“For those whose minds are attached to the unmanifested, impersonal feature of the Supreme, advancement is very troublesome. To make progress in that discipline is always difficult for those who are embodied.” (Lord Krishna, Bhagavad-gita, 12.5)
If one remains stuck on nirguna worship, their advancement towards complete purification of consciousness will be very troublesome. Though nirguna and saguna both refer to the Personality of Godhead, whose original form is described as being blackish and all-attractive, when only nirguna is understood, the transcendental features and sportive nature of Bhagavan are wholly ignored. As such, the sweet taste of the Lord’s association through a transcendental mellow, or rasa, can never be had. But the more detrimental aspect of not advancing past nirguna realization is that one becomes more prone to directing their natural loving propensities elsewhere. Nirguna worship can manifest in different ways; as it is practiced by the impersonalists claiming to follow Vedic traditions in India, the crux of the discipline involves meditation on that which is deemed formless. Maya, or material nature, is viewed as being false and Brahman as the only truth. Any interaction with maya therefore is the cause of bondage, and any meditation on formlessness accompanied by study of Vedanta philosophy is taken as worthwhile. Even in other spiritual traditions where maya and Brahman are not specifically addressed, since the worshipable object is similarly viewed as formless, there is a great impediment placed on the sincere worshipers. Dedicating yourself to nothing is very difficult; thus it becomes much easier to remain attached to worldly life. Amidst circles where religiosity is accepted and championed, the practices of animal slaughter, illicit sex and intoxication can only survive when the object of worship is considered formless or when His true identity is not revealed.
When the authorized deity form of the Personality of Godhead residing within the temple or the home is regularly offered obeisances, the practice is labeled as saguna worship, and it is considered more advanced because at least the nature of the Lord is better understood. The impersonalists, who take their mistaken conception of nirguna to be the ultimate feature of the Truth, view the devotees who follow saguna worship as less intelligent. “Maya is false and the cause of bondage. Since they are not intelligent enough to understand Vedanta philosophy, they are pretending to worship some form concocted out of resin or stone. Once they advance past this stage, once they gain detachment from material life, they can understand the all-pervading nature of the Absolute Truth and give up their saguna worship.” Indeed, when impersonalists encounter students who aren’t attracted to or can’t understand Vedanta, they recommend worship of any saguna form, irrespective of the authority of tradition or benefit of worship. “Just pick any form you like and worship it, for meditation, austerity and knowledge are the ultimate aims.”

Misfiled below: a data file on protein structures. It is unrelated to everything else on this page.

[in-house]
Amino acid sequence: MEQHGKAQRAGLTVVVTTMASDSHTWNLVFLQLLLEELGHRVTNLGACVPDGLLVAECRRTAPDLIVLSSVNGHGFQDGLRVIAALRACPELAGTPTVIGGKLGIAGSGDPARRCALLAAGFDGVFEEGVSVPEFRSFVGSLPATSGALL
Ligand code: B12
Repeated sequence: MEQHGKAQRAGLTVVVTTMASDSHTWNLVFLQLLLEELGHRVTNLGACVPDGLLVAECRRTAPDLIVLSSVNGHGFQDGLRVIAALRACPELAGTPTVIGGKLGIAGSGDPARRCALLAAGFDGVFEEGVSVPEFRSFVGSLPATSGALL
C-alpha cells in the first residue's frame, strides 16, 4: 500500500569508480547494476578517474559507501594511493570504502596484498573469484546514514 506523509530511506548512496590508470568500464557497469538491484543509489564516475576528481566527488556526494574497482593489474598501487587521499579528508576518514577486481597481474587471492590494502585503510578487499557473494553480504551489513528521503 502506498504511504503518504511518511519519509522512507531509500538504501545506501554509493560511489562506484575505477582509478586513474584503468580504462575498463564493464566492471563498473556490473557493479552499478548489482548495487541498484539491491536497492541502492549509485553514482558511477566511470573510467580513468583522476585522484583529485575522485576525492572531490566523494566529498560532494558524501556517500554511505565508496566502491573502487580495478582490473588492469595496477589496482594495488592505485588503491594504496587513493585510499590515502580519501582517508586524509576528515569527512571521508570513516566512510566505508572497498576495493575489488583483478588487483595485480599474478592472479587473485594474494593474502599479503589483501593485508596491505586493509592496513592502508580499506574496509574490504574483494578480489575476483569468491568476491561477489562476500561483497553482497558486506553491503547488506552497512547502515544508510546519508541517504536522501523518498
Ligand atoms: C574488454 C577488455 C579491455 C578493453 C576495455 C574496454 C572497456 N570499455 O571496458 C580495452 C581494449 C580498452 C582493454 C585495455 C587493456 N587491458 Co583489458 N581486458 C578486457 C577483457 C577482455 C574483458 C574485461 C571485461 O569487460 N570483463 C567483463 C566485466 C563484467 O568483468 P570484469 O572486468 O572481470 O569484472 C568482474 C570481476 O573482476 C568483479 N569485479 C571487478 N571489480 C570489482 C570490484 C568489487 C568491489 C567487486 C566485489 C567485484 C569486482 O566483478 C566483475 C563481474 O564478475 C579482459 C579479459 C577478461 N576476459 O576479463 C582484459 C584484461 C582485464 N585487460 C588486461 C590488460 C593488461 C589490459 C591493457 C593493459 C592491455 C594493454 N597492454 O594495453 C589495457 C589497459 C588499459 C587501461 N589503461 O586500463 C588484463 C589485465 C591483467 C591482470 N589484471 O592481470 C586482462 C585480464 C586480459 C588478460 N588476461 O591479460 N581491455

Due to their poor fund of knowledge, the misguided nirguna worshipers don’t understand that simply acquiring knowledge and renunciation doesn’t bring about a higher taste, as the active propensity of the eternal spiritual spark within the body is not addressed. At best, the nirguna worshipers can merge into Brahman, which is described as a beam of light emanating from the body of the original gigantic form of the Personality of Godhead. Yet since Brahman is formless and thus not an object, it cannot bring interaction. Even though it is superior to nirguna worship, there are still some deficiencies in strict saguna worship. Surely one is better able to understand that God is different from the living entities in terms of the magnitude of the attributes of beauty, wealth, strength, fame, knowledge, wisdom and renunciation possessed. Saguna worship also informs the devotee that God has an all-blissful personality that is full of form and capable of bringing tremendous satisfaction to those who choose to associate with it. Tulsidas elsewhere in his poetry nicely points out that the saguna aspect is simply the drawn out version of nirguna, a manifestation that removes all the seeds of doubt and any opportunity for being cheated by those who have misunderstood the nirguna aspect. Since the impersonalists consider themselves to be part of the Brahman effulgence, which is their highest realization of the Truth, they essentially equate themselves with God. When saguna worship is denied, it becomes easier for a charlatan to claim that he is God, for the features of the Supreme Lord have not been clearly defined.